Seeds can get contaminated if they were grown in manure. Likewise, if the growing conditions are too warm in a facility, bacteria will grow.
How can you tell if your microgreens are bad?
The main reason microgreens go bad is because of fungus or mold. There are many telltale signs of infected microgreens.
One sign is if you can visibly see mold, which will look like a spiderweb on the growing media.
Another sign is if your seeds are taking a long time to germinate.
The third sign is if the leaves are yellow.
If your microgreens are growing too close to each other, this can encourage mold and fungus.
If your plants are very weak or keep falling over, they may be infected.
If there is an uneven growth pattern in your microgreens, it can be a sign that some of them are infected.
How can you tell if your sprouts are bad?
The three ways to tell if sprouts are bad are their smell, taste, or signs of mold.
Sprouts should be relatively odorless, or maybe even a bit earthy. If they smell sour, fishy, or pungent, they have gone bad. Wash them thoroughly before smelling them because it might just be a thin coating and not the sprout itself that smells bad.
Any fuzzy clumps of mold mean your sprouts are bad. Sprouts should be shiny and slightly reflective. If there is a layer covering that shine or if there is white fuzz, do not eat the sprouts.
Sprouts should barely taste like anything and should be crunchy. If they are sour, soggy, or chewy, they are bad.
How do you grow microgreens safely at home?
If you follow these steps, your microgreens should be safe to eat. But you should still check for any signs of spoilage before you eat them.
- Soak the seeds for 6 hours. Add a teaspoon of food-safe hydrogen peroxide to rid the seeds of any chemicals.
- Soak the growing mat and put it in a container.
- Spread out the seeds. Make sure they are spread evenly.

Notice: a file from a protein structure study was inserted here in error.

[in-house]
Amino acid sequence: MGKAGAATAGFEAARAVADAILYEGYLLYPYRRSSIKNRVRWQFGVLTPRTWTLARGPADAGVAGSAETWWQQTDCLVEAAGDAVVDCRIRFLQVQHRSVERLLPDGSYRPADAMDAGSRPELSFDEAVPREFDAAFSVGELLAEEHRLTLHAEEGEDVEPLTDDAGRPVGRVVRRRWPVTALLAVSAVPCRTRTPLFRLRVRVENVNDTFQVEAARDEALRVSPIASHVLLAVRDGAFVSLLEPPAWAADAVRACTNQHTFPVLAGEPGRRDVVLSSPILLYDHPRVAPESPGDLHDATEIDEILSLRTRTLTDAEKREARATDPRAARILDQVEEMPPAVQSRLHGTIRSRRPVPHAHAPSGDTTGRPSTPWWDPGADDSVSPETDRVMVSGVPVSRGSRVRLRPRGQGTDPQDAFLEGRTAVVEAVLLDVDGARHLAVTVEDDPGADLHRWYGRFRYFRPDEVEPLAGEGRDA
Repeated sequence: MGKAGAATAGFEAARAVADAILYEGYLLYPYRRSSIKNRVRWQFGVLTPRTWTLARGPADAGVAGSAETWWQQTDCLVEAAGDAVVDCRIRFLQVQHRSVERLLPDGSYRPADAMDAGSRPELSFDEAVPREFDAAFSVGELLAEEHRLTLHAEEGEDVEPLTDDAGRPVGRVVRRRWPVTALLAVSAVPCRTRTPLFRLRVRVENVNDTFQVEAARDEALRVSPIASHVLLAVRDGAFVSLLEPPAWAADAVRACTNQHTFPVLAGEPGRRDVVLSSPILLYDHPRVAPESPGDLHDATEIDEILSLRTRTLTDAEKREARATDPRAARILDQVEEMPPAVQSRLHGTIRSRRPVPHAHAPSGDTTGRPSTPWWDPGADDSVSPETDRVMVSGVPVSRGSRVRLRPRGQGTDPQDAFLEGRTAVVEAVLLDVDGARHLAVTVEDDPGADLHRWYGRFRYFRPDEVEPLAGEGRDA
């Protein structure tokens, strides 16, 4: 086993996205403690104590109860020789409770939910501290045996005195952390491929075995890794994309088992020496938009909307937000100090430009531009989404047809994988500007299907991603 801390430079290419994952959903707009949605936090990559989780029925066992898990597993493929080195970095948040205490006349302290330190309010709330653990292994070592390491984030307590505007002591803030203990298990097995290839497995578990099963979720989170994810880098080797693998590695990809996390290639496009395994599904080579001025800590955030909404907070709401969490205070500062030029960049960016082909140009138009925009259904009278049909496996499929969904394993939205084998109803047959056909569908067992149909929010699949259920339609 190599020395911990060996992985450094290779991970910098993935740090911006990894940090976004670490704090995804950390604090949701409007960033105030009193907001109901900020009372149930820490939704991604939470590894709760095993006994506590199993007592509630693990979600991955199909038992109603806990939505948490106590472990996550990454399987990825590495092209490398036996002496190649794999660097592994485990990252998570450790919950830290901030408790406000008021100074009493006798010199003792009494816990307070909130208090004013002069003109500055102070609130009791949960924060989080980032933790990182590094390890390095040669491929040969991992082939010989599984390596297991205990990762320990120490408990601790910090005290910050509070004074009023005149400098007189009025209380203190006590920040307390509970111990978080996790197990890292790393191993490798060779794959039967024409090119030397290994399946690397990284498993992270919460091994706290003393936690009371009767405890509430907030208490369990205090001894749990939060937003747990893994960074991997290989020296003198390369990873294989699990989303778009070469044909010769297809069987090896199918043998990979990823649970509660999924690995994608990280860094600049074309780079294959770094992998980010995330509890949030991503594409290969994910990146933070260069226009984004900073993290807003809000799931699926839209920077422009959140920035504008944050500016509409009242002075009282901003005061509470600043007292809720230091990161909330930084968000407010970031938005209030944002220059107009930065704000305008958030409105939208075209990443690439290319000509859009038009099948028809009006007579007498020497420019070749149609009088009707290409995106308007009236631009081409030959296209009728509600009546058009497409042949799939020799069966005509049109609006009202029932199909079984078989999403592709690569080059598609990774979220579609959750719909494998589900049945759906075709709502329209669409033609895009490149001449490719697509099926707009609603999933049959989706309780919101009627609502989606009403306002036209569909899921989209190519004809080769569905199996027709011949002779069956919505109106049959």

- Cover the seeds and place them by a window until they sprout.
- Be sure to remove the lid once they sprout to avoid mold.
- Water daily. They are ready to harvest once they show their first true set of leaves.
How do you grow sprouts safely at home?
There are some rules to follow when you grow sprouts if you don’t want them to spoil.
- Use clean, filtered water.
- Keep sprouts moist but don’t have any standing water in your jar.
- Rinse your sprouts every 6 hours, especially at warmer temperatures.
- Be extra vigilant when it is humid.
- Keep seeds dry when you are storing them. Don’t rinse them before storage; only rinse before use.
- Consume sprouts that you’ve grown within a couple of days.
Hi, I’m John Stephens, chief editor and writer for Totalgardener.com. I’ve been gardening and raising animals for over 15 years starting with a small backyard plot in Northern Virginia where I grew corn, potatoes, squash, and using a high mulch technique called the Ruth Stout Method. I also raised ducks and small mammals for meat and eggs in a movable pen similar to the ones used by Joel Salatin. I later moved to Colorado where I experimented with growing greens using aquaponics inside. I eventually added a microgreens setup and home sprouting operation. I’m excited to share everything I’ve learned plus more from the other local gardening and animal raising experts I know.